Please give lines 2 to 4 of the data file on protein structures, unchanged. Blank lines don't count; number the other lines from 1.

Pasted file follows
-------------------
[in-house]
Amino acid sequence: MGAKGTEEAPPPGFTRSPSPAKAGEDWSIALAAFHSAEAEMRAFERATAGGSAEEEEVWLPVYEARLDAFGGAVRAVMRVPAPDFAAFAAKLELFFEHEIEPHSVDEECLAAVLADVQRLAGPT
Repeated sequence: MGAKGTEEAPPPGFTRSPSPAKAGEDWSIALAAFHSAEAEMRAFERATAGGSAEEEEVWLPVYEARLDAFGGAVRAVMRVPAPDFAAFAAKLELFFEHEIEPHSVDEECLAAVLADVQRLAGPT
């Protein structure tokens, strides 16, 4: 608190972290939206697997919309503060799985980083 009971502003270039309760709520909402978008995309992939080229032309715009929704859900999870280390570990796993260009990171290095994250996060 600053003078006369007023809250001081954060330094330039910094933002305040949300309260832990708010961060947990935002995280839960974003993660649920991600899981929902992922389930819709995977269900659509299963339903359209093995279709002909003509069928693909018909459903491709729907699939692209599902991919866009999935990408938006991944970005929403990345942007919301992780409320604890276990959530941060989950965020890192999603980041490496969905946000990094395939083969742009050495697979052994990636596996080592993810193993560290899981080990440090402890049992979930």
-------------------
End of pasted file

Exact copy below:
Amino acid sequence: MGAKGTEEAPPPGFTRSPSPAKAGEDWSIALAAFHSAEAEMRAFERATAGGSAEEEEVWLPVYEARLDAFGGAVRAVMRVPAPDFAAFAAKLELFFEHEIEPHSVDEECLAAVLADVQRLAGPT
Repeated sequence: MGAKGTEEAPPPGFTRSPSPAKAGEDWSIALAAFHSAEAEMRAFERATAGGSAEEEEVWLPVYEARLDAFGGAVRAVMRVPAPDFAAFAAKLELFFEHEIEPHSVDEECLAAVLADVQRLAGPT
């Protein structure tokens, strides 16, 4: 608190972290939206697997919309503060799985980083 009971502003270039309760709520909402978008995309992939080229032309715009929704859900999870280390570990796993260009990171290095994250996060 600053003078006369007023809250001081954060330094330039910094933002305040949300309260832990708010961060947990935002995280839960974003993660649920991600899981929902992922389930819709995977269900659509299963339903359209093995279709002909003509069928693909018909459903491709729907699939692209599902991919866009999935990408938006991944970005929403990345942007919301992780409320604890276990959530941060989950965020890192999603980041490496969905946000990094395939083969742009050495697979052994990636596996080592993810193993560290899981080990440090402890049992979930």